Midnight Madness: ‘The Downward Spiral’ vs. ‘Superunknown’How the 90s’ biggest double-release day defined alternative rock
One of my favorite pastimes in the mid-90s that Jonah Hill markedly did not cover in Mid90s was Midnight Madness. For all of you no-good millennialflakes who don’t know better, Midnight Madness was a recurring event in which some big box, mostly indie record stores reopened at 12:00 am on select Tuesdays to sell rabid fans an album that would go on to move hundreds of thousands of units that week. I know the concept of buying physical music en masse sounds ludicrous, but take it from Old Man Bonzo—it happened. Generally, you’d load into your horse and buggy, trot past the apothecary to your nearest participating brick-and-mortar, then stand in line with your fellow unwashed commoners for the privilege of spending at least 15 dollars on a compact disc. I miss it dearly.
Midnight Madness was an event reserved for household name artists. If you were salivating at the prospect of being first to hear, say, Sonic Youth’s Experimental Jet Set, Trash and No Star in May of 1994, you’d better hope that one of those acoustic Alice in Chains EPs was coming out the same Tuesday. Otherwise, tough shit—you and the other snobs had to wait until the next day to hear the 13 songs that weren’t “Bull in the Heather.” Luckily, I hadn’t explored too far beyond the then-outrageously popular world of ‘heavy alternative,’ so in my humble estimation, March 8, 1994 was the Midnight Madness to rule all Midnight Madnesses: the unveiling of both Nine Inch Nails’ The Downward Spiral and Soundgarden’s Superunknown.
This fishnets-and-flannel pairing was chocolate and peanut butter for a dork living south of Cleveland like me. Every suburban kid in the country who fell in love with grunge had Seattle envy—how could all this killer music come from one city, and why wasn’t it the one closest to me? But in Trent Reznor, the Buckeye state had one of their own turning/decapitating heads nationwide (even if he was technically a western Pennsylvania transplant). Goddamn right, I was buying both records.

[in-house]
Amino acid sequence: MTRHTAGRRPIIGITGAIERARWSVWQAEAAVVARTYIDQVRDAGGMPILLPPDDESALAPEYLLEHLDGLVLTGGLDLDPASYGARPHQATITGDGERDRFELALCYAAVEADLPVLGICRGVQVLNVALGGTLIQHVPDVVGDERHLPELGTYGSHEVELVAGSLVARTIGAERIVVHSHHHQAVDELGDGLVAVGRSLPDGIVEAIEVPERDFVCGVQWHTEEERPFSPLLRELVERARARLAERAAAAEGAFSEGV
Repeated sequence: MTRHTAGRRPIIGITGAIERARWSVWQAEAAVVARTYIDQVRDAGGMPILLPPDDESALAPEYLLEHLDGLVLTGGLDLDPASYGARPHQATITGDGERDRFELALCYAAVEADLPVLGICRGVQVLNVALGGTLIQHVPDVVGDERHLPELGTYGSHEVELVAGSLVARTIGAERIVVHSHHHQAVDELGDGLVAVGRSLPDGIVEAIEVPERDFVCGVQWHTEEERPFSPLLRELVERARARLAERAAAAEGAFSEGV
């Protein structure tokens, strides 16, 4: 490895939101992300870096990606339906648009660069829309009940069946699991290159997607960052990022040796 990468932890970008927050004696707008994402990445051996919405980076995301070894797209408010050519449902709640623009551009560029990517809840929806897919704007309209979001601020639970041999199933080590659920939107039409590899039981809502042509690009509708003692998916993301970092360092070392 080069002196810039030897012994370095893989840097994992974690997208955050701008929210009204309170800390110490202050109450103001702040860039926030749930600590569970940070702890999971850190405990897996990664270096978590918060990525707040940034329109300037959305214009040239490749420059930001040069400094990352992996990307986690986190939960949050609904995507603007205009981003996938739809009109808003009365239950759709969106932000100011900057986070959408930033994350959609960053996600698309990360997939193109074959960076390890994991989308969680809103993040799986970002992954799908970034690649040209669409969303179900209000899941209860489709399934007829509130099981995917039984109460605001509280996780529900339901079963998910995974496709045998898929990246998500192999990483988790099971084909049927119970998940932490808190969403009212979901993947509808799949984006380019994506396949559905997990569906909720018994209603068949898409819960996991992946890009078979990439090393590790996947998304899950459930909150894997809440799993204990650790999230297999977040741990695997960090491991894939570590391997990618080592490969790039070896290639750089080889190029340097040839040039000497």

And I was going to do so at Quonset Hut, a local five-store chain that I fucking wished I was cool enough to work at, only to be immediately disillusioned upon doing just that between semesters a year later. Instead of allowing me to peddle bands that Pavement hated to similarly impressionable children, they stuck me in the head shop section to sell darts, lava lamps, Zippos, Bob Marley wall hangings, and pretty much anything three-dimensional that had been dunked in a vat of patchouli.
Which… whatever. On March 8, 1994, I obviously couldn’t see that far into the future. Just long enough to know that I had to wake up at 7:30 am for school the next (well, same) day, which did not dissuade me in the slightest from having to have two 65+ minute albums at the stroke of midnight.
In retrospect, Midnight Madnesses were perhaps best suited towards those with little-to-zero real world responsibility. So, no duh, the line at Quonset Hut wasn’t entirely comprised of zit-faced kids like me. There were plenty of drinking-age sportos, motorheads, geeks, bloods, wasteoids, dweebies, and dickheads, most of them boasting flasks, smokes, intimidating facial hair, and the whole night to party away with these killer albums. As critical as it was to check in with the friends who accompanied me the next day at lunch (“Holy shit, song four is so hard! Uh, whatever it’s called!”), on this night I had to prioritize what to listen to upon returning to my bedroom’s sometimes-trusty Sony CDP-C500 5-Disc CD Changer.